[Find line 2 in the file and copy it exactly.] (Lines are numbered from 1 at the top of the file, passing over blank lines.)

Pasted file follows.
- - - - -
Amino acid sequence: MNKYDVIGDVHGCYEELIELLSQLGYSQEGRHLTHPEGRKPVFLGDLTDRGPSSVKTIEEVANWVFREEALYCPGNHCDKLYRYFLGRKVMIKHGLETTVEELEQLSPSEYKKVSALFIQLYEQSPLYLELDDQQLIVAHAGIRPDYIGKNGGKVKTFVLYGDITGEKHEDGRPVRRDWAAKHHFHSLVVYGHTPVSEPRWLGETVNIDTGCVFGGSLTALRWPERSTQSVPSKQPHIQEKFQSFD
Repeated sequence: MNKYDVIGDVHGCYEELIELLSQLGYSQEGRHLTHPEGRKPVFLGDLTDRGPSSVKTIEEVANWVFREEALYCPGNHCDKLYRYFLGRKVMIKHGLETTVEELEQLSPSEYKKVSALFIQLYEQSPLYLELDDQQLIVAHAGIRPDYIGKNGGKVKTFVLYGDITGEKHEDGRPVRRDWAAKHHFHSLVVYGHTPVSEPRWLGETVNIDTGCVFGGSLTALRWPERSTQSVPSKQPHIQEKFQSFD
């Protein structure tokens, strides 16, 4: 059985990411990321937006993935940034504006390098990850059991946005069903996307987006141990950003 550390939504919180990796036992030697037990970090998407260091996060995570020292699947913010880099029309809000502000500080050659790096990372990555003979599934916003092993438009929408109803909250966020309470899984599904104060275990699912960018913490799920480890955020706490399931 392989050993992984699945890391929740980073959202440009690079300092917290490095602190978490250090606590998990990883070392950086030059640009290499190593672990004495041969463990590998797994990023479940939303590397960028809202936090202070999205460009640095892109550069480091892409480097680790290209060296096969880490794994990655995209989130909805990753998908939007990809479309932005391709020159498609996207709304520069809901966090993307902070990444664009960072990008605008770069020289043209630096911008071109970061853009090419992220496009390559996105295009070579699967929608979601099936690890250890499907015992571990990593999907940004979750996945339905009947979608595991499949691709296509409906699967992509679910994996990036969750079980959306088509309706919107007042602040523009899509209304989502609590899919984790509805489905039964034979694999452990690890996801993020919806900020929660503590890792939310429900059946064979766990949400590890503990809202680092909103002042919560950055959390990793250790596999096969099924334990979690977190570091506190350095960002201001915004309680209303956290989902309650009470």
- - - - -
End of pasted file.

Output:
Repeated sequence: MNKYDVIGDVHGCYEELIELLSQLGYSQEGRHLTHPEGRKPVFLGDLTDRGPSSVKTIEEVANWVFREEALYCPGNHCDKLYRYFLGRKVMIKHGLETTVEELEQLSPSEYKKVSALFIQLYEQSPLYLELDDQQLIVAHAGIRPDYIGKNGGKVKTFVLYGDITGEKHEDGRPVRRDWAAKHHFHSLVVYGHTPVSEPRWLGETVNIDTGCVFGGSLTALRWPERSTQSVPSKQPHIQEKFQSFD